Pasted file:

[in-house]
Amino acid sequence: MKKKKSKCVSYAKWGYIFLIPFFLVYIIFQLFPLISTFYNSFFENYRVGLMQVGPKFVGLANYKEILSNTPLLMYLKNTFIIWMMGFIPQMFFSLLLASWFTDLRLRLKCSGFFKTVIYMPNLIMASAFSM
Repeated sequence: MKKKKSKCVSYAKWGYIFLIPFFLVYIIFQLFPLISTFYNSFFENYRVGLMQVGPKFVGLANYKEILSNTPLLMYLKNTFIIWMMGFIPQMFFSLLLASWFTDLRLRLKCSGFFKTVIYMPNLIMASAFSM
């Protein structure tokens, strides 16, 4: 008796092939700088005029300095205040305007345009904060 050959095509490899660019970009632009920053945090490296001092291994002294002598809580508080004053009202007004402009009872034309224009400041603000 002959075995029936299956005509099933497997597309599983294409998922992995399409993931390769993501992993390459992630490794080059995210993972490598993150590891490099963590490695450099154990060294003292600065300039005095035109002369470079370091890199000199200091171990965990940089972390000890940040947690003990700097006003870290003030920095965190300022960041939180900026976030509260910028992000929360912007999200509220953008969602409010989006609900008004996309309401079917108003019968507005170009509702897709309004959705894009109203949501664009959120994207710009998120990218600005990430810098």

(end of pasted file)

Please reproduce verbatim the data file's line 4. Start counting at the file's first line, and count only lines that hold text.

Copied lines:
């Protein structure tokens, strides 16, 4: 008796092939700088005029300095205040305007345009904060 050959095509490899660019970009632009920053945090490296001092291994002294002598809580508080004053009202007004402009009872034309224009400041603000 002959075995029936299956005509099933497997597309599983294409998922992995399409993931390769993501992993390459992630490794080059995210993972490598993150590891490099963590490695450099154990060294003292600065300039005095035109002369470079370091890199000199200091171990965990940089972390000890940040947690003990700097006003870290003030920095965190300022960041939180900026976030509260910028992000929360912007999200509220953008969602409010989006609900008004996309309401079917108003019968507005170009509702897709309004959705894009109203949501664009959120994207710009998120990218600005990430810098």